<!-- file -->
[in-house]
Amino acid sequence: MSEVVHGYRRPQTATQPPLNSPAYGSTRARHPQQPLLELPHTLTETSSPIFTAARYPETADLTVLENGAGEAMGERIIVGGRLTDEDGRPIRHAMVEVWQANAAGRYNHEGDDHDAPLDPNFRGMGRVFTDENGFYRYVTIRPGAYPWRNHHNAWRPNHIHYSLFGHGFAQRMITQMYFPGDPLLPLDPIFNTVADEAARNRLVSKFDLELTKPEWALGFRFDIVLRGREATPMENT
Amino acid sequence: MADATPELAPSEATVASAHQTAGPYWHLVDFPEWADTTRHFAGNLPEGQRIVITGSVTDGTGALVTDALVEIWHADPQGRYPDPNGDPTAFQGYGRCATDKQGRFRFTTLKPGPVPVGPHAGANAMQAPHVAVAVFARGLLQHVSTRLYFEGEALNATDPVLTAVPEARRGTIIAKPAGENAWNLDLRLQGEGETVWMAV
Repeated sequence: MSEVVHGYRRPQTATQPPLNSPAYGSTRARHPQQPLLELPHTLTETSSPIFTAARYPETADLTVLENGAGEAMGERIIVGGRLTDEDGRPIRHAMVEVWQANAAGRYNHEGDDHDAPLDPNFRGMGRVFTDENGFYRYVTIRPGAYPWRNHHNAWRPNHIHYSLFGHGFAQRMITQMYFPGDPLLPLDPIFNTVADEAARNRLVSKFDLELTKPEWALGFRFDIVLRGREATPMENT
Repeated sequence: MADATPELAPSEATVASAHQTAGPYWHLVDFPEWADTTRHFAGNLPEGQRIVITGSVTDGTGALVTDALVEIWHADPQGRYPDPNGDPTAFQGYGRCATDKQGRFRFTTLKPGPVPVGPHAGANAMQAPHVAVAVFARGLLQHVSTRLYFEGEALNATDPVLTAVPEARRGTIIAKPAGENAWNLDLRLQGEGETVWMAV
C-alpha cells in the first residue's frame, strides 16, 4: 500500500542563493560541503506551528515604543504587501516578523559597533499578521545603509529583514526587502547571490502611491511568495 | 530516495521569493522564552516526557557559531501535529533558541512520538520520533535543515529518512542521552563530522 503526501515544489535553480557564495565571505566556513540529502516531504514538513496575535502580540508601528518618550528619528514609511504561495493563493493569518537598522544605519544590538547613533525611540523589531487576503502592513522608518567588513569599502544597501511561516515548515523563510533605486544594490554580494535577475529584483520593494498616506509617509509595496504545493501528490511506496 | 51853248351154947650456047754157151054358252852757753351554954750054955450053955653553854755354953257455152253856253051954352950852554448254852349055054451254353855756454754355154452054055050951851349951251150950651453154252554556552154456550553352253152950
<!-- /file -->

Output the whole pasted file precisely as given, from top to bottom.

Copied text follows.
[in-house]
Amino acid sequence: MSEVVHGYRRPQTATQPPLNSPAYGSTRARHPQQPLLELPHTLTETSSPIFTAARYPETADLTVLENGAGEAMGERIIVGGRLTDEDGRPIRHAMVEVWQANAAGRYNHEGDDHDAPLDPNFRGMGRVFTDENGFYRYVTIRPGAYPWRNHHNAWRPNHIHYSLFGHGFAQRMITQMYFPGDPLLPLDPIFNTVADEAARNRLVSKFDLELTKPEWALGFRFDIVLRGREATPMENT
Amino acid sequence: MADATPELAPSEATVASAHQTAGPYWHLVDFPEWADTTRHFAGNLPEGQRIVITGSVTDGTGALVTDALVEIWHADPQGRYPDPNGDPTAFQGYGRCATDKQGRFRFTTLKPGPVPVGPHAGANAMQAPHVAVAVFARGLLQHVSTRLYFEGEALNATDPVLTAVPEARRGTIIAKPAGENAWNLDLRLQGEGETVWMAV
Repeated sequence: MSEVVHGYRRPQTATQPPLNSPAYGSTRARHPQQPLLELPHTLTETSSPIFTAARYPETADLTVLENGAGEAMGERIIVGGRLTDEDGRPIRHAMVEVWQANAAGRYNHEGDDHDAPLDPNFRGMGRVFTDENGFYRYVTIRPGAYPWRNHHNAWRPNHIHYSLFGHGFAQRMITQMYFPGDPLLPLDPIFNTVADEAARNRLVSKFDLELTKPEWALGFRFDIVLRGREATPMENT
Repeated sequence: MADATPELAPSEATVASAHQTAGPYWHLVDFPEWADTTRHFAGNLPEGQRIVITGSVTDGTGALVTDALVEIWHADPQGRYPDPNGDPTAFQGYGRCATDKQGRFRFTTLKPGPVPVGPHAGANAMQAPHVAVAVFARGLLQHVSTRLYFEGEALNATDPVLTAVPEARRGTIIAKPAGENAWNLDLRLQGEGETVWMAV
C-alpha cells in the first residue's frame, strides 16, 4: 500500500542563493560541503506551528515604543504587501516578523559597533499578521545603509529583514526587502547571490502611491511568495 | 530516495521569493522564552516526557557559531501535529533558541512520538520520533535543515529518512542521552563530522 503526501515544489535553480557564495565571505566556513540529502516531504514538513496575535502580540508601528518618550528619528514609511504561495493563493493569518537598522544605519544590538547613533525611540523589531487576503502592513522608518567588513569599502544597501511561516515548515523563510533605486544594490554580494535577475529584483520593494498616506509617509509595496504545493501528490511506496 | 51853248351154947650456047754157151054358252852757753351554954750054955450053955653553854755354953257455152253856253051954352950852554448254852349055054451254353855756454754355154452054055050951851349951251150950651453154252554556552154456550553352253152950